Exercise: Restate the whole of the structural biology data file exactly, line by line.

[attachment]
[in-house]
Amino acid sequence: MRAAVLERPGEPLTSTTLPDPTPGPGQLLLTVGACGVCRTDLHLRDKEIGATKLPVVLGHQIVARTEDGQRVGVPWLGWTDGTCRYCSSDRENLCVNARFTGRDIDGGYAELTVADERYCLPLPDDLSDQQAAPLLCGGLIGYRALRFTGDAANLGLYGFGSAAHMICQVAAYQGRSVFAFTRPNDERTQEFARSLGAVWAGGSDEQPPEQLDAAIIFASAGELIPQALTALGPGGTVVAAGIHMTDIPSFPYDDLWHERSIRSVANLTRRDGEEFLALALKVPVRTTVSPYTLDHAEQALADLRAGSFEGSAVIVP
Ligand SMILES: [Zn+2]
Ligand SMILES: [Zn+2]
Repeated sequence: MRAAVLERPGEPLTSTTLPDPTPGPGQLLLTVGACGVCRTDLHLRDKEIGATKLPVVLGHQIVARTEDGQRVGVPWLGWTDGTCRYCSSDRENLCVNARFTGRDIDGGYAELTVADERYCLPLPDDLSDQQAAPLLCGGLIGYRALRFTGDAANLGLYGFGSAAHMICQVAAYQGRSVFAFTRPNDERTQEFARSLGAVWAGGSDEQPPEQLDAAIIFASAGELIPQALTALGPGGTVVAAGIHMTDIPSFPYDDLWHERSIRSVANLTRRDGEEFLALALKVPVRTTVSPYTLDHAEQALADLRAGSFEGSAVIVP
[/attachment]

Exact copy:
[in-house]
Amino acid sequence: MRAAVLERPGEPLTSTTLPDPTPGPGQLLLTVGACGVCRTDLHLRDKEIGATKLPVVLGHQIVARTEDGQRVGVPWLGWTDGTCRYCSSDRENLCVNARFTGRDIDGGYAELTVADERYCLPLPDDLSDQQAAPLLCGGLIGYRALRFTGDAANLGLYGFGSAAHMICQVAAYQGRSVFAFTRPNDERTQEFARSLGAVWAGGSDEQPPEQLDAAIIFASAGELIPQALTALGPGGTVVAAGIHMTDIPSFPYDDLWHERSIRSVANLTRRDGEEFLALALKVPVRTTVSPYTLDHAEQALADLRAGSFEGSAVIVP
Ligand SMILES: [Zn+2]
Ligand SMILES: [Zn+2]
Repeated sequence: MRAAVLERPGEPLTSTTLPDPTPGPGQLLLTVGACGVCRTDLHLRDKEIGATKLPVVLGHQIVARTEDGQRVGVPWLGWTDGTCRYCSSDRENLCVNARFTGRDIDGGYAELTVADERYCLPLPDDLSDQQAAPLLCGGLIGYRALRFTGDAANLGLYGFGSAAHMICQVAAYQGRSVFAFTRPNDERTQEFARSLGAVWAGGSDEQPPEQLDAAIIFASAGELIPQALTALGPGGTVVAAGIHMTDIPSFPYDDLWHERSIRSVANLTRRDGEEFLALALKVPVRTTVSPYTLDHAEQALADLRAGSFEGSAVIVP